Become a Better Runner On and Off the Field

Running Tips from Girls’ Cross Country Captain Ali Phair


(Mark Cornelison/Lexington Herald-Leader/MCT)

A woman runs by the windows at Gold’s Gym in Lexington, Kentucky.

Ali Phair, Contributor

Whether you play soccer in the fall, basketball in the winter, or track and field in the spring, running (as much as you may dread it) is a major component of any sport. During games and at practice, you are expected to run well in order to score a goal, shoot a basket or place in a race. That being said, it is very important to understand how to run. It is more difficult than you might think. Running, no matter how much you do it, requires mental toughness, technique, effort and knowledge.

Before going on a run, time is needed to prepare your body. Running requires the use of almost every muscle, so it is important to stretch and properly nourish them. Never run on an empty stomach, or a full one. Running with no food can, and most likely will, lead to having little energy or even the chance of fainting. Running after a large meal will cause your body to cramp up and slow down. Instead, eat lightly, you could maybe have a piece of fruit, about 15 to 20 minutes beforehand. Hydrating before, during, and after a workout is just as crucial to avoid dehydration and fatigue.

You may not think so, but a large number of athletes run incorrectly. I did when I began cross country during my freshman year. By having proper form and ideal posture, injuries are avoided, and you are able to run to the best of your ability. Always make sure to keep your back straight and keep your arms at a loose, 90 degree angle by your hips. Keeping your head facing forward and not at the ground will keep yourself focused and in good posture. Avoid tension in your hands by keeping them in loose fists. Long strides will allow you to run farther in a shorter amount of time. Since your whole body is at work, it is very important to breathe correctly. Focus on breathing completely and constantly and never hold your breath; it will only slow you down!\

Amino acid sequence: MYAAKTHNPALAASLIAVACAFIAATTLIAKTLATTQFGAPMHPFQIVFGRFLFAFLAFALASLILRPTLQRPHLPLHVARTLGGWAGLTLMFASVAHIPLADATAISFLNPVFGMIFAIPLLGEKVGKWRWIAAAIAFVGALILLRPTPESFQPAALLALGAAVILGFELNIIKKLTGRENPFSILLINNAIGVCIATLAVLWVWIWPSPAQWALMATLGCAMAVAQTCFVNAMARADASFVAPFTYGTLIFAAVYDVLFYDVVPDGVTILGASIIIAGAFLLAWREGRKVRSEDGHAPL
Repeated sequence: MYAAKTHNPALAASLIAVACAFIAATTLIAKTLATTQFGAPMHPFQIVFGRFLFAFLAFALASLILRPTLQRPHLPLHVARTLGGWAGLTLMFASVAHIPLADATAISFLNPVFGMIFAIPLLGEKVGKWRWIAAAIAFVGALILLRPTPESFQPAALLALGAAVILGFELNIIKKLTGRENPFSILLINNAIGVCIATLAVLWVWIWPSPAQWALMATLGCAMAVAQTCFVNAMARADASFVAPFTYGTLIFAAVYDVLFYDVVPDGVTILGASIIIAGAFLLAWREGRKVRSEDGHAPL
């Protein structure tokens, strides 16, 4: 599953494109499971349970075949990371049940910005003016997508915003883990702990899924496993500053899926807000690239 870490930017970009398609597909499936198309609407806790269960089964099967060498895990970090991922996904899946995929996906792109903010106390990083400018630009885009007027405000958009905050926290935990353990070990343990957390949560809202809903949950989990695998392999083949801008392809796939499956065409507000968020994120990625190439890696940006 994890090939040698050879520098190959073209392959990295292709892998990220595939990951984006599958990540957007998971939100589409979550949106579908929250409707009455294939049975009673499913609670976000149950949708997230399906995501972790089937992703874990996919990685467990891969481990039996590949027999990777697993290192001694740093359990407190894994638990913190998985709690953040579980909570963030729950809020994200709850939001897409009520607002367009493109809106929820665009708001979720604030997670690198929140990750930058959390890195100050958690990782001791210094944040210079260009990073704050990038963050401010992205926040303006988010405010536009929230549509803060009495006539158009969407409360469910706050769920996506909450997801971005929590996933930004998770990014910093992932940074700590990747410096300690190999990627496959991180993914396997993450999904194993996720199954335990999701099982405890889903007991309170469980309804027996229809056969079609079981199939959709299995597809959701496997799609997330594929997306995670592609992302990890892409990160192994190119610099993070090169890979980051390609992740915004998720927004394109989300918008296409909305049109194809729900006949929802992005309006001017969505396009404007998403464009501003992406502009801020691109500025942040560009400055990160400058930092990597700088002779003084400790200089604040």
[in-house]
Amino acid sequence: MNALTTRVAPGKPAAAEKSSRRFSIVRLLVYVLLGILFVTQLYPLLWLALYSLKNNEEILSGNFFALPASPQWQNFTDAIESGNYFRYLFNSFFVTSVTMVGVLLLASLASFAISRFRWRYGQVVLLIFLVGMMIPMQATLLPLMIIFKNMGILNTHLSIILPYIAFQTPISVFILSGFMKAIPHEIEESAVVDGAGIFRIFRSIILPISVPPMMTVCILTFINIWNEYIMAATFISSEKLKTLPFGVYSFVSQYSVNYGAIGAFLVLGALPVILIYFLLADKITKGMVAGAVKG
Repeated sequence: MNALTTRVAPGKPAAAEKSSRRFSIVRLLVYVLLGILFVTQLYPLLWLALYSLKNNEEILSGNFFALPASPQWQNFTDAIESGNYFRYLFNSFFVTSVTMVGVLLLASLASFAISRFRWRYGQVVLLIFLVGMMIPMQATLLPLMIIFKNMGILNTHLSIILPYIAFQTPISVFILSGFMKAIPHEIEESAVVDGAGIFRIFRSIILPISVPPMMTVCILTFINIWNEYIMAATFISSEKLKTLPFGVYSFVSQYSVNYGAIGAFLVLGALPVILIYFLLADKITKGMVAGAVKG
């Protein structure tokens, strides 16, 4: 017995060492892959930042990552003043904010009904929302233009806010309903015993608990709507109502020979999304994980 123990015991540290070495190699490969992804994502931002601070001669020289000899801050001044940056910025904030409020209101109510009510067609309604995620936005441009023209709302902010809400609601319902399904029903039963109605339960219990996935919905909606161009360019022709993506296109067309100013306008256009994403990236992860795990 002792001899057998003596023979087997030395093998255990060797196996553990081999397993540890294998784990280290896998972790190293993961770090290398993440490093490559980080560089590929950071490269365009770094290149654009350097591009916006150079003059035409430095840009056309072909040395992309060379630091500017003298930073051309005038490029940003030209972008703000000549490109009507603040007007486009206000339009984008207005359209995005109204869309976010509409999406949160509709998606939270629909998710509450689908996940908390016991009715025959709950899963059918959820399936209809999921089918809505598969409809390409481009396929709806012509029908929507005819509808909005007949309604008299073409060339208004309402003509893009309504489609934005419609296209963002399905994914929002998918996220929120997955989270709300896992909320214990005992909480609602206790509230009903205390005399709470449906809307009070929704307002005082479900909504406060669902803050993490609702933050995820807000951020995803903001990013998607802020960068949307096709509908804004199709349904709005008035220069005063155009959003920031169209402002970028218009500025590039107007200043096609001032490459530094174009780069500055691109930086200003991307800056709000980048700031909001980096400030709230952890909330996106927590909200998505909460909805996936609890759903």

When speed and distance are combined, your body becomes capable of overcoming any obstacle.

— Ali Phair

To master anything, time and effort is needed. Depending on the distance of a run, you should be running at an appropriate pace to avoid over-working and fatigue. For instance, you would not run a mile at a sprinting pace. You would not get far before tiring yourself out. Instead, run at a pace that is comfortable for your body, no matter how slow or quick that may be. A variety of workouts are recommended for the best results. Distance is great, but so is speed. Switching between longer and shorter runs helps improve your time. When speed and distance are combined, your body becomes capable of overcoming any obstacle.

Always remain positive and push yourself to the best of your ability. Running is tough for anyone, but it pays off in the “long run.” A healthy, able running body applies to success in any sport. Run with friends or your teammates, listen to music or run a 5K to make it more enjoyable and social. Just remember, whether you run a six-minute-mile or a 10-minute-mile, you are challenging yourself. Therefore, you are a winner!